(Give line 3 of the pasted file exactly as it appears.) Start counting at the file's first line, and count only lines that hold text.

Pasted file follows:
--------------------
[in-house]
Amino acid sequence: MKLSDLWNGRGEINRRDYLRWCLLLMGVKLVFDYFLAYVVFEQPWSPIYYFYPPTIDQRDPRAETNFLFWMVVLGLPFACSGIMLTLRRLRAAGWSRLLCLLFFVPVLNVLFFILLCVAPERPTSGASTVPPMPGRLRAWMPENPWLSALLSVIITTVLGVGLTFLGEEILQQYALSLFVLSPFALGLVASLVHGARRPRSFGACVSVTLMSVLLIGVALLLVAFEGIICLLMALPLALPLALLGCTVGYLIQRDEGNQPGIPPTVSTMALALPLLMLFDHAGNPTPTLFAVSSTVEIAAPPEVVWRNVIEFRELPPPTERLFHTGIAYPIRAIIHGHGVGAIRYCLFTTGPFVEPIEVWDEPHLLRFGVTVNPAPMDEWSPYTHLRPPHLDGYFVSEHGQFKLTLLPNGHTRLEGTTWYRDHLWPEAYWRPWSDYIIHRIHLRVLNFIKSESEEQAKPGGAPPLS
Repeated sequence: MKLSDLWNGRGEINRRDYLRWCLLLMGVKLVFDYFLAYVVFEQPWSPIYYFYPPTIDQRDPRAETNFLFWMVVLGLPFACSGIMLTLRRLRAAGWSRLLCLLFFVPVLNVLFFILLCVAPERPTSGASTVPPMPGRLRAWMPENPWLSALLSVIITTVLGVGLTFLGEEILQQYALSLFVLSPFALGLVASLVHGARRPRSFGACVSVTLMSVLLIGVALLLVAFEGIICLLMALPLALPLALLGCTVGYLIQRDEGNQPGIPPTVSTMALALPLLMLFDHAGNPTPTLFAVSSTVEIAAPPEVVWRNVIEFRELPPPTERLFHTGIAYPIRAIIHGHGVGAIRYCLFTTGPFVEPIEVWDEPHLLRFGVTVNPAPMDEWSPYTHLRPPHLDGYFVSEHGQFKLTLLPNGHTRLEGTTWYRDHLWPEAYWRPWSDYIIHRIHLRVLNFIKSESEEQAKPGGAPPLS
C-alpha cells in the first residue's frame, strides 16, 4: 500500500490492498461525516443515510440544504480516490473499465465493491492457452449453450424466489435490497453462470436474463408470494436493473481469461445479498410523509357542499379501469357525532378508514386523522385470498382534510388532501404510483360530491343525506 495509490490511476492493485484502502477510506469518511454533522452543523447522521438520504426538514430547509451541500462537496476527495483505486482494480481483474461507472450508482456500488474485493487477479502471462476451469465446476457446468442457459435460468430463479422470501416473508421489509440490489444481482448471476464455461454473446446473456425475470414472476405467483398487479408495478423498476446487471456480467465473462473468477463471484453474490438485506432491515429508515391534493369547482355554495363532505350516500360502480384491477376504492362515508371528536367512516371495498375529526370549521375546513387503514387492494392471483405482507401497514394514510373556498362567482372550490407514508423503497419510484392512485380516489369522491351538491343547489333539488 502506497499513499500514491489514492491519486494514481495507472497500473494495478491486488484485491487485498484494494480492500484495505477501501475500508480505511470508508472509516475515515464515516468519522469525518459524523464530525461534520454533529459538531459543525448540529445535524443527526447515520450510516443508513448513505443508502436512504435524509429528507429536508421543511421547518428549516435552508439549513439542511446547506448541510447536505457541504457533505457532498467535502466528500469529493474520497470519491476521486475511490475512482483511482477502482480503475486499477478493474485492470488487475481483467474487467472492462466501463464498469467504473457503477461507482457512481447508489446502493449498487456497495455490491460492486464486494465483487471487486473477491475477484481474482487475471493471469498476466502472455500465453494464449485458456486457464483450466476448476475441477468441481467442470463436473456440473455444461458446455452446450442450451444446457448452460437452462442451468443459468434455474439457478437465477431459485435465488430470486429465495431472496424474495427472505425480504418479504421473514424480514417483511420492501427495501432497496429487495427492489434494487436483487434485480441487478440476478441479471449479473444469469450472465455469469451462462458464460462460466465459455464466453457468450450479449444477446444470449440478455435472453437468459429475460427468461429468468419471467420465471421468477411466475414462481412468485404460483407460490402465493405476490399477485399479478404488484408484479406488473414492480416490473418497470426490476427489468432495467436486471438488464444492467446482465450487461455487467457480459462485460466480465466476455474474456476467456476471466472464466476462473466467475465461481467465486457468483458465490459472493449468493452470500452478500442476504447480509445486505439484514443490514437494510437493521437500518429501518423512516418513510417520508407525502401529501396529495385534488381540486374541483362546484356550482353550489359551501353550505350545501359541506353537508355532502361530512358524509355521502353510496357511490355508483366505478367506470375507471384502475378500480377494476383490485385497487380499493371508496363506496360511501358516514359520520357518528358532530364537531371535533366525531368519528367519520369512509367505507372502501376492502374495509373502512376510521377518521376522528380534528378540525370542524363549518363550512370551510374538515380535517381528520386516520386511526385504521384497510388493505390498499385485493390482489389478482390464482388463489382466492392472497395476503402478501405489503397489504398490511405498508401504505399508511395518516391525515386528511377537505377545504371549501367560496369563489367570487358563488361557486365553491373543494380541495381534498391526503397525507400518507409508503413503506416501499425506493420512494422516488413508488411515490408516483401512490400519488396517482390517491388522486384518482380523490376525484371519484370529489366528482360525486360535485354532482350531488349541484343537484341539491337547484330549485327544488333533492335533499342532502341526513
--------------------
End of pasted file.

Repeated sequence: MKLSDLWNGRGEINRRDYLRWCLLLMGVKLVFDYFLAYVVFEQPWSPIYYFYPPTIDQRDPRAETNFLFWMVVLGLPFACSGIMLTLRRLRAAGWSRLLCLLFFVPVLNVLFFILLCVAPERPTSGASTVPPMPGRLRAWMPENPWLSALLSVIITTVLGVGLTFLGEEILQQYALSLFVLSPFALGLVASLVHGARRPRSFGACVSVTLMSVLLIGVALLLVAFEGIICLLMALPLALPLALLGCTVGYLIQRDEGNQPGIPPTVSTMALALPLLMLFDHAGNPTPTLFAVSSTVEIAAPPEVVWRNVIEFRELPPPTERLFHTGIAYPIRAIIHGHGVGAIRYCLFTTGPFVEPIEVWDEPHLLRFGVTVNPAPMDEWSPYTHLRPPHLDGYFVSEHGQFKLTLLPNGHTRLEGTTWYRDHLWPEAYWRPWSDYIIHRIHLRVLNFIKSESEEQAKPGGAPPLS